The Center for Academic Excellence presents... Composing
Composing an essay comes late in the Writing Process. As you will recall, there are approximately twelve steps (depending on which authority you consult). All versions of the Writing Process include a basic structure: Pre- Writing, Writing, and Re-Writing. The next screen is typical of the way in which most college textbooks present the Process and clearly shows the steps which should precede Composing (or Drafting).
The Writing Process 1.Discovery 2.Determining Rhetorical Stance 3.Invention and Pre-Writing 4.Gathering Data 5.Planning and Organizing 6.Outlining 7.Composing/Drafting 8.Reviewing 9.Revising and Rewriting 10.Editing 11.Proofreading 12.Publishing There are no final draftsonly deadlines. (Diana Hacker)
Having worked through the pre-writing excercises, and working directly from your outline, you are now ready to start your first essay. There are various methods of composing, and you need to select whichever method best works for you. There is no right or wrong methodonly the one which fits you best. We will discuss two specific methods of composition: (a)The top-down method (b)The block method
The Top-Down Method Introduction Paragraph 1 Paragraph 2 Paragraph 3 Conclusion Some writers simply like to start at the beginning and work their way through to the end of an essay in a very orderly, logical fashion. They begin by writing the introduction, then working through the paragraphs in order. If the method works, feel free to use it. However, do not feel constrained to write essays this way.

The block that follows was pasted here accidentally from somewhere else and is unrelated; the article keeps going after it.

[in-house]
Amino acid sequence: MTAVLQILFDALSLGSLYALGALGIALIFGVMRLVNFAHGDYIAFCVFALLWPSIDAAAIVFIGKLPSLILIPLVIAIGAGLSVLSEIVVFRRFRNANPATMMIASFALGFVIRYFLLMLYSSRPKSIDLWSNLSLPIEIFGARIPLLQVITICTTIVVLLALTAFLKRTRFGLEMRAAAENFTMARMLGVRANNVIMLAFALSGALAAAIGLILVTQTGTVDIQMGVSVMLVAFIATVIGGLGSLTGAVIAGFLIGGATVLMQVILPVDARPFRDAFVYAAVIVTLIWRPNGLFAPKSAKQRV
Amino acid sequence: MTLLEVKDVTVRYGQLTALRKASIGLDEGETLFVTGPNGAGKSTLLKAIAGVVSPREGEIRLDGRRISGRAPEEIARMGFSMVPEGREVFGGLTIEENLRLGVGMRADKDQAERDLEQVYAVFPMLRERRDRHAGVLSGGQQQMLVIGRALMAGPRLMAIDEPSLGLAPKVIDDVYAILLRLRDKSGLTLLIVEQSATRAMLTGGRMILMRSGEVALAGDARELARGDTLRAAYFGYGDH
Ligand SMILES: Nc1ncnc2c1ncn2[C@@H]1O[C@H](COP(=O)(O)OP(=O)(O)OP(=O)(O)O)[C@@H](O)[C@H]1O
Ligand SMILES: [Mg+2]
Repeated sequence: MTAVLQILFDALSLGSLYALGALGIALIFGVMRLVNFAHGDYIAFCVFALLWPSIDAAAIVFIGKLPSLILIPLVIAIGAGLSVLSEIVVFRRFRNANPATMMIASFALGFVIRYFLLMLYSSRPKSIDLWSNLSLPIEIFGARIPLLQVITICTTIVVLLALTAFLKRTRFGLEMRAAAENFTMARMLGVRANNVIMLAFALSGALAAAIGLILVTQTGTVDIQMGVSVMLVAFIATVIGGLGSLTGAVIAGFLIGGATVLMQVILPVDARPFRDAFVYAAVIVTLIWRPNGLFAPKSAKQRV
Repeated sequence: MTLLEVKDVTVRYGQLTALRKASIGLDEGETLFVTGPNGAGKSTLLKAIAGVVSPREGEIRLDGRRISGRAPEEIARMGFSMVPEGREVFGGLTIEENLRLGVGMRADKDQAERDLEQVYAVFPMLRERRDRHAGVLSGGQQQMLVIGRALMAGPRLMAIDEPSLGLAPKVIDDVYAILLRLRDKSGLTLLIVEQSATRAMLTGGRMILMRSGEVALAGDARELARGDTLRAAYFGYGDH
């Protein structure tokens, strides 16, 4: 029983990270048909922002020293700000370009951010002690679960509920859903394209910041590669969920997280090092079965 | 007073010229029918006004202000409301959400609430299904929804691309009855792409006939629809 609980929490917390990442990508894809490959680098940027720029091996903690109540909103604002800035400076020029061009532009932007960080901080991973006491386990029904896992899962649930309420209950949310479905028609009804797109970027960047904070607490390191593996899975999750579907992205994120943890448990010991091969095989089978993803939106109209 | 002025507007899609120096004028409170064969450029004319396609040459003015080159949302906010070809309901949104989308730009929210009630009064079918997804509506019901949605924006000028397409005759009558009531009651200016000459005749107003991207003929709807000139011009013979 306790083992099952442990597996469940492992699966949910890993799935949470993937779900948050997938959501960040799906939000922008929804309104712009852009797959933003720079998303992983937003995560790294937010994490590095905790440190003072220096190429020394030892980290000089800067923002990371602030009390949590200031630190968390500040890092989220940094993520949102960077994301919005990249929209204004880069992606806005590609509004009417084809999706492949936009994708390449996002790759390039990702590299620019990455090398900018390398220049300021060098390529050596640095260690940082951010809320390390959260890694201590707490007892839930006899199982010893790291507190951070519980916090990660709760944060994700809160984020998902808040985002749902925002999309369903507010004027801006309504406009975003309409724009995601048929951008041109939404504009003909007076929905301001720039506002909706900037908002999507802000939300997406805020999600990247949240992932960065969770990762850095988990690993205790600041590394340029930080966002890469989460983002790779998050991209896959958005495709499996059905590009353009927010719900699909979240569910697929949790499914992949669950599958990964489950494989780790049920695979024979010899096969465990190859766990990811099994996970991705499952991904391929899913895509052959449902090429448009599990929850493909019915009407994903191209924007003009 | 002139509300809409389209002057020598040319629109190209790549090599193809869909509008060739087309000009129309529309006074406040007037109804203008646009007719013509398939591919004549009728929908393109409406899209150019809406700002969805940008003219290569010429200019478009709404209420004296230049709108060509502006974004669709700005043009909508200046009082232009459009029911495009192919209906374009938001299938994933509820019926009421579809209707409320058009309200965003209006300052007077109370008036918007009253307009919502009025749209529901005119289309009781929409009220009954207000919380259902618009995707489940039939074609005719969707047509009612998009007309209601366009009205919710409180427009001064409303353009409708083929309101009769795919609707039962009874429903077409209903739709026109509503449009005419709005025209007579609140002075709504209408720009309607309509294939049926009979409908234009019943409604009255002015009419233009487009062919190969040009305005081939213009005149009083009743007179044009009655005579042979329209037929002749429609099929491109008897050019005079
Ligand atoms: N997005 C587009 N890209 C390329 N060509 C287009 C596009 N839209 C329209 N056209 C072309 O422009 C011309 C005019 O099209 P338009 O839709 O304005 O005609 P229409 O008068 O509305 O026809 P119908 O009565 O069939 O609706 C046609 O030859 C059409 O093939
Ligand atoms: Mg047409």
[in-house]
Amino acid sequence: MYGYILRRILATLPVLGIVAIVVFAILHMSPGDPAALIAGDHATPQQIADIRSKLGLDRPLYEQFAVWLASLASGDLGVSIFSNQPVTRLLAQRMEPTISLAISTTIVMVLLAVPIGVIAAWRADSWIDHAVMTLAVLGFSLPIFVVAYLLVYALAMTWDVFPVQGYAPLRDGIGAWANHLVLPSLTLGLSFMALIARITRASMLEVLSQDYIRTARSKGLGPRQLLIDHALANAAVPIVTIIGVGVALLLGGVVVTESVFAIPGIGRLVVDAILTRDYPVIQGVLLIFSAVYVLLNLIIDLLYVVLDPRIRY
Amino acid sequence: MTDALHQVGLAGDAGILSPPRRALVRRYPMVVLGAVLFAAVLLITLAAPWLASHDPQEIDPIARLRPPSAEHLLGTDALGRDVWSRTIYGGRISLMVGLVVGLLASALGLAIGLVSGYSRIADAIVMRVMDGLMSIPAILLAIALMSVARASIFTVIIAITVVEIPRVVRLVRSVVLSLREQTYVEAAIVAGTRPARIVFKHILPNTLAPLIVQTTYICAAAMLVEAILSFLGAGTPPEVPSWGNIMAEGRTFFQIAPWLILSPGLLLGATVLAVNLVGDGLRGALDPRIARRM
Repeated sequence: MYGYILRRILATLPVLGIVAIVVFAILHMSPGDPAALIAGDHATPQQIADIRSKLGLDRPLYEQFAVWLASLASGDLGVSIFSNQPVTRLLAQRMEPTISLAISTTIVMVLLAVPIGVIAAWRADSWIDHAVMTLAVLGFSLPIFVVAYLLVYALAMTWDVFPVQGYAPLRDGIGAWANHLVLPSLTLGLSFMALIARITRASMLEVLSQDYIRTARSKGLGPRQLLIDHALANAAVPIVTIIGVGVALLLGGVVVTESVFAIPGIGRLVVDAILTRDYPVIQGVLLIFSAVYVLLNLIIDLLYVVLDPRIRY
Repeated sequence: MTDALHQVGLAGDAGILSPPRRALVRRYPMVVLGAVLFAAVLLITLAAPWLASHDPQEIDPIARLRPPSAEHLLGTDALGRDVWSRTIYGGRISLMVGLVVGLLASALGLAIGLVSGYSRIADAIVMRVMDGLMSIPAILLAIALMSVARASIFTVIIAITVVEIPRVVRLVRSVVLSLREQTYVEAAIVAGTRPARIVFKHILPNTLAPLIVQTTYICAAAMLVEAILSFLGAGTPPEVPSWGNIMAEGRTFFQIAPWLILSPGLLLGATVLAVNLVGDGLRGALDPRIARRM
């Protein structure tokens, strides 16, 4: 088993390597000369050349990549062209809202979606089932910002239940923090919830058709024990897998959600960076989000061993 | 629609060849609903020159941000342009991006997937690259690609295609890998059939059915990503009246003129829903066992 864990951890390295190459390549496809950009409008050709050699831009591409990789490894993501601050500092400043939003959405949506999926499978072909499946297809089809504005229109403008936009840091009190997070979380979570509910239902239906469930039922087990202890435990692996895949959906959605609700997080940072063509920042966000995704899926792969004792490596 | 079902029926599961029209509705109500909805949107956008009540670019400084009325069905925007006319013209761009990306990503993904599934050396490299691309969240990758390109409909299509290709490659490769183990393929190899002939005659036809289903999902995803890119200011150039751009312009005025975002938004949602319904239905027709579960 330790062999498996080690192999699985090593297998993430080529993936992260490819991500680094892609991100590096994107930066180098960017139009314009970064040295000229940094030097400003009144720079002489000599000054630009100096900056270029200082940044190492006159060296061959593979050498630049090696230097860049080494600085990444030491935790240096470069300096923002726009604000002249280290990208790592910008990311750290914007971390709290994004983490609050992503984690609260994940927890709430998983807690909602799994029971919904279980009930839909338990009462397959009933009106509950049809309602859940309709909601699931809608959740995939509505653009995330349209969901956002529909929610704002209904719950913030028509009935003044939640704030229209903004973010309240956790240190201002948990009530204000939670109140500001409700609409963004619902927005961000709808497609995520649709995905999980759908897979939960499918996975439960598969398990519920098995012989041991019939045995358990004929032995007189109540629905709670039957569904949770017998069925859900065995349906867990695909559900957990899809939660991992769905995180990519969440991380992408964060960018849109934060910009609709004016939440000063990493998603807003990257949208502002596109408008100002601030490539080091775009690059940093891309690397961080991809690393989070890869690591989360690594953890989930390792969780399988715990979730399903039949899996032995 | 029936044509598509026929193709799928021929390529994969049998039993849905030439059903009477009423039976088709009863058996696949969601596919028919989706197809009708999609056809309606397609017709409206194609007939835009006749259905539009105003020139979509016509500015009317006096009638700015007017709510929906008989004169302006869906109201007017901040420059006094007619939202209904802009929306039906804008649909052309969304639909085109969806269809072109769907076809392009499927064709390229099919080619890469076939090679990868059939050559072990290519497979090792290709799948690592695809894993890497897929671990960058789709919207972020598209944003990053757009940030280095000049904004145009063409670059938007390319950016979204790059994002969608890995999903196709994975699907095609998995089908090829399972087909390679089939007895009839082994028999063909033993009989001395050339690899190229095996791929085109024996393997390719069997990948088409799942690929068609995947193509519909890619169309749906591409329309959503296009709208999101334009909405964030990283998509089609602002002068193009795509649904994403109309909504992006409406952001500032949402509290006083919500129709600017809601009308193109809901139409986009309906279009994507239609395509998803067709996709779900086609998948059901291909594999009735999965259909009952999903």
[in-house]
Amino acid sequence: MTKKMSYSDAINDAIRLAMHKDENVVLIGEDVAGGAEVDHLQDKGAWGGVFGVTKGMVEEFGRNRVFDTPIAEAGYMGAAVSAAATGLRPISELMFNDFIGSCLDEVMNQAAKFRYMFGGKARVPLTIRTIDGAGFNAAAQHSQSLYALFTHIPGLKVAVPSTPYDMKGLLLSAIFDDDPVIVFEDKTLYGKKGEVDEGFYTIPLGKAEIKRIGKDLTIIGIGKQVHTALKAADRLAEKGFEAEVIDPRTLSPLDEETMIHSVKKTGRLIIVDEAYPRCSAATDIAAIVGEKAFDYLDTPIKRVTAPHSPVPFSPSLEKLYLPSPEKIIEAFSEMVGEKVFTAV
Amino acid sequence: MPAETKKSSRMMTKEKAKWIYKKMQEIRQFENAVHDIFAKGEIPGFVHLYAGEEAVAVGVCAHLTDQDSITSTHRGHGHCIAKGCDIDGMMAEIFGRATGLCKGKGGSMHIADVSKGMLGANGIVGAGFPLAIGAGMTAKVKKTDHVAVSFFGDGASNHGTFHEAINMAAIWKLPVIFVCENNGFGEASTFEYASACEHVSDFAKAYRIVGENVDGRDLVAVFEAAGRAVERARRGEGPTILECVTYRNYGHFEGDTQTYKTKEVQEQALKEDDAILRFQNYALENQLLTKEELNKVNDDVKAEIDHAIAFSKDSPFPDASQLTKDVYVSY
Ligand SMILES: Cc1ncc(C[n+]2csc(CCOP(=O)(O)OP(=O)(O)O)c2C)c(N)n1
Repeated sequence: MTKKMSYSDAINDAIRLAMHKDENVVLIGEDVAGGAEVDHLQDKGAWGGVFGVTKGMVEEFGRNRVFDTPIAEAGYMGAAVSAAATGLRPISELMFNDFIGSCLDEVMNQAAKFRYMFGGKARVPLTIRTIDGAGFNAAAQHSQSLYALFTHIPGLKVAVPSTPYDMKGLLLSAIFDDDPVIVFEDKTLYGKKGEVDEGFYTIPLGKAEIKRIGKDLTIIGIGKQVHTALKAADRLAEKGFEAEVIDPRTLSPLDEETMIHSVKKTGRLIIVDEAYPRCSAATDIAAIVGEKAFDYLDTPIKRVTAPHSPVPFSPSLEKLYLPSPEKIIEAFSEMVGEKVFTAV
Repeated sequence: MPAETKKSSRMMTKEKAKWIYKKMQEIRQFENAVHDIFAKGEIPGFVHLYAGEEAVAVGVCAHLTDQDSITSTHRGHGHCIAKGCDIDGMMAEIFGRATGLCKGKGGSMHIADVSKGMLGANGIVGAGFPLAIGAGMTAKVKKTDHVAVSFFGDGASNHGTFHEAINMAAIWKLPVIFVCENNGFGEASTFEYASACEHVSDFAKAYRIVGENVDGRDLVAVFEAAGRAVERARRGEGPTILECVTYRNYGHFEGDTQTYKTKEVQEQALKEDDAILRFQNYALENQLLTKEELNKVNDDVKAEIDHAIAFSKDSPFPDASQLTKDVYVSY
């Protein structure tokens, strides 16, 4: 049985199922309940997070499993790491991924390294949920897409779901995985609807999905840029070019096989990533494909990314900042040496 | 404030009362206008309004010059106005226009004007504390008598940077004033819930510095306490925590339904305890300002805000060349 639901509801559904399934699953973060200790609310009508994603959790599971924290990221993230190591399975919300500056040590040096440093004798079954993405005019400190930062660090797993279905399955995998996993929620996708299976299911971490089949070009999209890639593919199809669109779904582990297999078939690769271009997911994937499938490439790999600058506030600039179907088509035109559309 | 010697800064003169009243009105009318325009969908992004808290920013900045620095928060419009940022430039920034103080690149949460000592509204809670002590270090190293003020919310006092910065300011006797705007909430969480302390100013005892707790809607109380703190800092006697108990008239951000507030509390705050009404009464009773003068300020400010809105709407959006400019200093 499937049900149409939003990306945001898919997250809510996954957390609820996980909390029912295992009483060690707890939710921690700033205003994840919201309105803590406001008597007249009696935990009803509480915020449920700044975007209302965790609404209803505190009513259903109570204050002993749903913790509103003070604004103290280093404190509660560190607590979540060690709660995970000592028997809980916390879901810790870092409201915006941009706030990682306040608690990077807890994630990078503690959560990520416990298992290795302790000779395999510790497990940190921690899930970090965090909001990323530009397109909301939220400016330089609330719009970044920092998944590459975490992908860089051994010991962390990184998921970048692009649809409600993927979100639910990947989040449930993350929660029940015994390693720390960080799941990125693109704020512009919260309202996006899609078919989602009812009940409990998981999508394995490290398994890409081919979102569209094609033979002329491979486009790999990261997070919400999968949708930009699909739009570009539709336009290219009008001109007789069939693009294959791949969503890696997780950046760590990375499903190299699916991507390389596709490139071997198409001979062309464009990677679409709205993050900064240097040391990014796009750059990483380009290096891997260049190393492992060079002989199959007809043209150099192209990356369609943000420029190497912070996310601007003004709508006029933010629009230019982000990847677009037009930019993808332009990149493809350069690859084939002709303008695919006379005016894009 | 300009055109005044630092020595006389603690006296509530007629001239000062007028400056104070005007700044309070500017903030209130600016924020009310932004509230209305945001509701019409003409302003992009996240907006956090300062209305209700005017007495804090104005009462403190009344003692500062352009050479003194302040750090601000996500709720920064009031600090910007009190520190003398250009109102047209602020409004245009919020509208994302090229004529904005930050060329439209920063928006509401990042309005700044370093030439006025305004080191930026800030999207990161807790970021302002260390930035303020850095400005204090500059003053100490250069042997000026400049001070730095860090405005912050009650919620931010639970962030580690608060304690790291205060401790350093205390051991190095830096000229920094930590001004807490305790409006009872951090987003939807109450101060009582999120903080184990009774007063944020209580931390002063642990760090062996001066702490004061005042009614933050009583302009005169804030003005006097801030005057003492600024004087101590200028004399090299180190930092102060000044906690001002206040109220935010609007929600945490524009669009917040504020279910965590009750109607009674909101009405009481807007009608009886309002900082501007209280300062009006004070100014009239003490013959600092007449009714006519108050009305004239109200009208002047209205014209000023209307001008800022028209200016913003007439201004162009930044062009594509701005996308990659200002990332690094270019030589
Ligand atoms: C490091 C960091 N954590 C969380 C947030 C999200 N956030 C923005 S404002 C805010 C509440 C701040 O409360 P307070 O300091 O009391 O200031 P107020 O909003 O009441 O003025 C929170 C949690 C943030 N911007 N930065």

The Block Method Introduction Paragraph 1 Paragraph 2 Paragraph 3 Conclusion Many writers prefer to use the block method, where they deal with ideas in random order. Perhaps they start with Paragraph 2, because they already know the information and dont have to do research, then move on to the other paragraphs in no particular order. I prefer this method myself. I dont generally write the introduction until I know what Ive said. In both methods the end result is the same. Do what works for you.
Remember, although the initial draft of your essay should be well crafted, you need not overly concern yourself with grammar, spelling, or punctuation. The goal, at this stage, is to get your ideas down on paper in as logical a format as possible. The initial draft will not be perfect. In fact, when you are done with it, you will want to set it aside for a day or two (ideally) while your ideas percolate. When you come back to it, you will review the essay; there will undoubtedly be areas where you want to change what you have writtenwhere shifting a sentence or a paragraph will make your point more clearly, or where adding an example, an anecdote, or a fact will improve the essay.
At this stage nothing is written in stone. Remember, the Writing Process is recursive, which means that you can go back to an earlier point at any time. In other words, the outline is a guideit is not intended as a rigid structure, but as a framework. Only when all of your ideas are in place, and your essay is logically sound, will you turn your attention to editing and proofreading the text. The bulk of your grade will be based on whether or not your paper is logically sound. You will not be graded for effort, but for the overall value of your ideas.
PowerPoint Presentation by Mark A. Spalding, BA, MEd, MA (2009). The End